• Most text should be black. We have provided a very limited choice of other strong text colours (red, blue and magenta) that can be used to highlight small amounts of text and should still provide good readability. These are to be used with care.
  • Similarly, apart from in text boxes (discussed below) most text should be displayed on a transparent background so that the Watermark image appears behind the text. We have provided another limited choice of pale colours (yellow, green and blue) that can be used to distinguish small amounts of text.
  • Other standard fonts are provided for three levels of Heading, of which Heading 2 and Heading 3 are recommended for normal use.

Justification

  • For most purposes, all text should be left-justified. Right justification can be used where there is a good reason, for example for a column of numbers in a table. Centre justification can be used occasionally where there is a good reason, for example the heading for a table. Full justification should not be used.
  • Lists should be bulleted, but can numbered if numbering is truly appropriate. Multiple levels of list (i.e. lists within lists) are possible. Standard formatting is provided for lists, defining the indentation and the position and format of the bullet or number.
  • Indentation can be used at will, with multiple levels of indentation if appropriate. A standard indent distance is defined.

Imagery

  • The use of attractive and appropriate images, including photographs, video and flash images, is encouraged to make the site interesting and visually striking.
  • It is possible to align images to the left or right side of text, or to place it vertically separated from the text. Images are often improved by an appropriate caption, which can be achieved easily by placing them in text boxes (single column tables).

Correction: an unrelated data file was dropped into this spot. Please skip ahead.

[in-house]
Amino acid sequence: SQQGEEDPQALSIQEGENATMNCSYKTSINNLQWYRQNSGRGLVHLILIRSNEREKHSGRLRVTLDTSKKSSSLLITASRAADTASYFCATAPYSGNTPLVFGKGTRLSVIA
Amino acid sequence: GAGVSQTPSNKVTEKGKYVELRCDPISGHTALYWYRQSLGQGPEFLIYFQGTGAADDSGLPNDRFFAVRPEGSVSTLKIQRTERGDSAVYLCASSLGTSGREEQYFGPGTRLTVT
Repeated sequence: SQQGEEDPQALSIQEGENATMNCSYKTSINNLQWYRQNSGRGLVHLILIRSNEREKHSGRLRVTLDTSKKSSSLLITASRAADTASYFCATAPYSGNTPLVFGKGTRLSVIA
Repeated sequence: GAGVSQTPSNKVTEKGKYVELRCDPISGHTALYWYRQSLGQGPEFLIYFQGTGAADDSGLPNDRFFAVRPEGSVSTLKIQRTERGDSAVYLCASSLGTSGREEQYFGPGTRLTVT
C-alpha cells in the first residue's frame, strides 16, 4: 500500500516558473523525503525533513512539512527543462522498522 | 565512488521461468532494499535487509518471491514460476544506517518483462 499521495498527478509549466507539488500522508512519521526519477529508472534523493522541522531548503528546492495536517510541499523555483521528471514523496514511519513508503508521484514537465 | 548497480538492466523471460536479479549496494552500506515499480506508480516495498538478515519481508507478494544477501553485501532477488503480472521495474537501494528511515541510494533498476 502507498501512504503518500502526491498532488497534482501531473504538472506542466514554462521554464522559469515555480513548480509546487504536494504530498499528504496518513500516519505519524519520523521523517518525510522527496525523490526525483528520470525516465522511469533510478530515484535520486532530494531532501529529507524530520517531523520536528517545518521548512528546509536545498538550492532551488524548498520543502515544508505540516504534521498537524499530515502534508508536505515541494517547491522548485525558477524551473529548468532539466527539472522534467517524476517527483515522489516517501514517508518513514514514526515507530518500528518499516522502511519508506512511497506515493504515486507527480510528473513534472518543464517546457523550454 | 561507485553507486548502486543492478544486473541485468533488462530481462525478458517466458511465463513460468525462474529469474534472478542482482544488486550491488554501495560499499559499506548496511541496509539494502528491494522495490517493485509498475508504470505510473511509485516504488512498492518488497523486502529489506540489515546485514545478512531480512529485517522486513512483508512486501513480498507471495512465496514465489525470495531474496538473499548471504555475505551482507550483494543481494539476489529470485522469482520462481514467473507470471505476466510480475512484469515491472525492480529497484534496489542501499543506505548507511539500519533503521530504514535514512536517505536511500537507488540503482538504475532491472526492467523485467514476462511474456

• Images should not be displayed wider than 700px without taking the special precautions discussed in the guidance notes.
  • If you want to use imagery that is someone else's copyright, either get permission and add an attribution or provide a link to the image on their site.

Tables and text boxes

  • The use of tables can be an excellent way of presenting appropriate information, and adds visual interest to a page.
  • For a multi-column table, include column headers unless they are clearly not needed. Some tables also need row headers. Use bold or underlining to distinguish the headings.
  • A small font has been provided for use in tables where this is necessary to make a table fit horizontally into the text window.
  • Text boxes (implemented as single-cell tables) are an excellent way of providing additional or explanatory material in such a way that it does not interrupt the main flow. It is permissible to set the background colour for a text box to some light colour, to help distinguish it from the main text.

Links and References

  • We strongly encourage the use of links between pages in the village website, and also to other websites. They add to richness to the site, allowing readers easy access to related information.
  • The text highlighted as a link should be something understandable (such as "Dorset AONB organisation") rather than an address (e.g. www.dorsetaonb.org.uk).
  • Where you are linking to another page in our own website, the new page should replace the previous page; where you are linking to another website, display the new page in a new browser tab, so that our material is still visible.
  • We strongly encourage the use of references to make our site authorative. A list of references can be provided either on a separate reference page or as a footnote on a page. In either case, the list should be numbered, and references to the entries in the list should take the form of a superscripted number in brackets, as [1]. This superscripted number should be linked to the reference itself.

Tooltips and Lightboxes

  • These can be useful ways of providing explanatory information, text or images, on a reader's request, without going away from the page being viewed.
  • tooltip is a short bit of explanatory text that appears when a reader hovers the mouse over a link. The explanatory text disappears automatically after a time, or when the mouse is moved away.
  • A "lightbox" is an image in its own window which pops up over the page being viewed when a link is clicked, part-obscuring the page until the lightbox is dismissed.
  • These can be very useful, but shouldn't be over-used as a feature.